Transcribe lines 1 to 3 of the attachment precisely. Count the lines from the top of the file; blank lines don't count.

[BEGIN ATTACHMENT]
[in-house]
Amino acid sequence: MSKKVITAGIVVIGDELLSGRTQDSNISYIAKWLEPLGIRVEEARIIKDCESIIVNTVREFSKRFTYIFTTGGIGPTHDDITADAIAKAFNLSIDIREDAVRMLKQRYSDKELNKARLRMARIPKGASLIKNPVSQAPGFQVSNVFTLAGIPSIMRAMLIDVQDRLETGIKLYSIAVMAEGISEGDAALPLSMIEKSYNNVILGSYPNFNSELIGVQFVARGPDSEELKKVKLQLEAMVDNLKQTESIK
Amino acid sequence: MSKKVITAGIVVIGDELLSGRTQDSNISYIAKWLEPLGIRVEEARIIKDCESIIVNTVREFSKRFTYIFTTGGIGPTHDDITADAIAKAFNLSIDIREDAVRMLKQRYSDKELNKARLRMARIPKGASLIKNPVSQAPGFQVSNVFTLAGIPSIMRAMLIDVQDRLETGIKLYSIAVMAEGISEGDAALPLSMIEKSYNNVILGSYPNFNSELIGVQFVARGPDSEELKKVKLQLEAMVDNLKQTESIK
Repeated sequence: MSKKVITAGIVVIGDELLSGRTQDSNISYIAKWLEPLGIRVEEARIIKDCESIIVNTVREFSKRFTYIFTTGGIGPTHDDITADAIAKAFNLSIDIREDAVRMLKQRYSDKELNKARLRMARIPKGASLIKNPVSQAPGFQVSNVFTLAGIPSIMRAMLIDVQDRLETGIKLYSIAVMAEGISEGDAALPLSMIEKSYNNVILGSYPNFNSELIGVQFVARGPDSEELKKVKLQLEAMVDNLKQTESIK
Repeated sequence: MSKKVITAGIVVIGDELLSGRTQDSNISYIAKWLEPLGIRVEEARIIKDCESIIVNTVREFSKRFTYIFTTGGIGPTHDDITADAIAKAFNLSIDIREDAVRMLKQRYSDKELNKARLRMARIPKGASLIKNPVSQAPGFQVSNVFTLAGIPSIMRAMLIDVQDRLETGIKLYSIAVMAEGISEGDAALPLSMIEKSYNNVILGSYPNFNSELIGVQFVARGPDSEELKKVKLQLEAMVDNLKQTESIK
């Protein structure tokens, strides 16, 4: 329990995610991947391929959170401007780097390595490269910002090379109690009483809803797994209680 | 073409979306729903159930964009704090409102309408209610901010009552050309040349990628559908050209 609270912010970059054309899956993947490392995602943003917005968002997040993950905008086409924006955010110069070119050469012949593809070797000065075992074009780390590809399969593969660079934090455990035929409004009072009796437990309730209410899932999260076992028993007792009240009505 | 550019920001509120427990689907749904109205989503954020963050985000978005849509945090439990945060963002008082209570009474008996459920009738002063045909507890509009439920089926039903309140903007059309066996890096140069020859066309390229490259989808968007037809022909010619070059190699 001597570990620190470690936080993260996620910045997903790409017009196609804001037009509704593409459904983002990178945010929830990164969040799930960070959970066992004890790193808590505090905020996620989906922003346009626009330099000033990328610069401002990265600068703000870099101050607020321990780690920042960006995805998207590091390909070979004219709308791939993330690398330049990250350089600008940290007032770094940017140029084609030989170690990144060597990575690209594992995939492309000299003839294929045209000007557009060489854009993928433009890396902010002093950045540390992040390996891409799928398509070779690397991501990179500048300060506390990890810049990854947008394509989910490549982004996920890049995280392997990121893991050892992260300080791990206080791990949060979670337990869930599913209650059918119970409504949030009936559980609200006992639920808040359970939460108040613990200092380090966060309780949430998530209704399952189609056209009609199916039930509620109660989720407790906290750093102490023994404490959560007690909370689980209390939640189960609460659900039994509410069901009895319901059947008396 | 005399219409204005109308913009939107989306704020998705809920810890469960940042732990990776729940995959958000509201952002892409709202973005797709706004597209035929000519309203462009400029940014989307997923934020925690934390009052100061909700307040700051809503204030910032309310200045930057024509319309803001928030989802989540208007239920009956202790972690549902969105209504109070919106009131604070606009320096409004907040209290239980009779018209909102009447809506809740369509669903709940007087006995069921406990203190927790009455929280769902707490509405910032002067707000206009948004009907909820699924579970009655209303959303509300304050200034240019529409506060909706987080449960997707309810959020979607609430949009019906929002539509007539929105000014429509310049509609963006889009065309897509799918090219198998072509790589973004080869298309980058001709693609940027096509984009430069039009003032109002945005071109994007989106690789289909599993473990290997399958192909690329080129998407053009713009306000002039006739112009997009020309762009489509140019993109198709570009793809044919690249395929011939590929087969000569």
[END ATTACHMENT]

[in-house]
Amino acid sequence: MSKKVITAGIVVIGDELLSGRTQDSNISYIAKWLEPLGIRVEEARIIKDCESIIVNTVREFSKRFTYIFTTGGIGPTHDDITADAIAKAFNLSIDIREDAVRMLKQRYSDKELNKARLRMARIPKGASLIKNPVSQAPGFQVSNVFTLAGIPSIMRAMLIDVQDRLETGIKLYSIAVMAEGISEGDAALPLSMIEKSYNNVILGSYPNFNSELIGVQFVARGPDSEELKKVKLQLEAMVDNLKQTESIK
Amino acid sequence: MSKKVITAGIVVIGDELLSGRTQDSNISYIAKWLEPLGIRVEEARIIKDCESIIVNTVREFSKRFTYIFTTGGIGPTHDDITADAIAKAFNLSIDIREDAVRMLKQRYSDKELNKARLRMARIPKGASLIKNPVSQAPGFQVSNVFTLAGIPSIMRAMLIDVQDRLETGIKLYSIAVMAEGISEGDAALPLSMIEKSYNNVILGSYPNFNSELIGVQFVARGPDSEELKKVKLQLEAMVDNLKQTESIK